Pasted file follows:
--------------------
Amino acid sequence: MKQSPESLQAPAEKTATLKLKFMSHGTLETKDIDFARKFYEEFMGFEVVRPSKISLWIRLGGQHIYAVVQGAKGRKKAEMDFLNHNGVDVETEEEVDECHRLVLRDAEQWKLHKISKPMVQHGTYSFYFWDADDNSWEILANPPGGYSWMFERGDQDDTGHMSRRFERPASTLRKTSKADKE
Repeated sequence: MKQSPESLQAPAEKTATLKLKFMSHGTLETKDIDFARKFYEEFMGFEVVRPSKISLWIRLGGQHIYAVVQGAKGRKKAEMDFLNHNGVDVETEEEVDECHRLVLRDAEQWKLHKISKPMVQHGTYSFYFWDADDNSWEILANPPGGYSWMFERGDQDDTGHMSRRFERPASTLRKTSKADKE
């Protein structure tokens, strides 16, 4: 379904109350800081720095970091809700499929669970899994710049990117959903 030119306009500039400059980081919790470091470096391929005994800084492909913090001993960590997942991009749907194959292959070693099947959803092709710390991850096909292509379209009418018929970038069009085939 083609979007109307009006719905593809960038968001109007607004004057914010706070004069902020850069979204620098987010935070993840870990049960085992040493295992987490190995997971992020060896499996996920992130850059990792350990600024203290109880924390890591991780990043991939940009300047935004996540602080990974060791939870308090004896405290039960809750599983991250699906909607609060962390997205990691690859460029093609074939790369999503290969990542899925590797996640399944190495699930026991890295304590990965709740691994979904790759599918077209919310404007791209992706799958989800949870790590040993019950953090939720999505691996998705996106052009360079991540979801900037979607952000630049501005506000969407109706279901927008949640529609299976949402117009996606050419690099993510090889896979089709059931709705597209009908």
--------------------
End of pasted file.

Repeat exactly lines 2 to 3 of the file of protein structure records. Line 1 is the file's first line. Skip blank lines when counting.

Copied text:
Repeated sequence: MKQSPESLQAPAEKTATLKLKFMSHGTLETKDIDFARKFYEEFMGFEVVRPSKISLWIRLGGQHIYAVVQGAKGRKKAEMDFLNHNGVDVETEEEVDECHRLVLRDAEQWKLHKISKPMVQHGTYSFYFWDADDNSWEILANPPGGYSWMFERGDQDDTGHMSRRFERPASTLRKTSKADKE
């Protein structure tokens, strides 16, 4: 379904109350800081720095970091809700499929669970899994710049990117959903 030119306009500039400059980081919790470091470096391929005994800084492909913090001993960590997942991009749907194959292959070693099947959803092709710390991850096909292509379209009418018929970038069009085939 083609979007109307009006719905593809960038968001109007607004004057914010706070004069902020850069979204620098987010935070993840870990049960085992040493295992987490190995997971992020060896499996996920992130850059990792350990600024203290109880924390890591991780990043991939940009300047935004996540602080990974060791939870308090004896405290039960809750599983991250699906909607609060962390997205990691690859460029093609074939790369999503290969990542899925590797996640399944190495699930026991890295304590990965709740691994979904790759599918077209919310404007791209992706799958989800949870790590040993019950953090939720999505691996998705996106052009360079991540979801900037979607952000630049501005506000969407109706279901927008949640529609299976949402117009996606050419690099993510090889896979089709059931709705597209009908």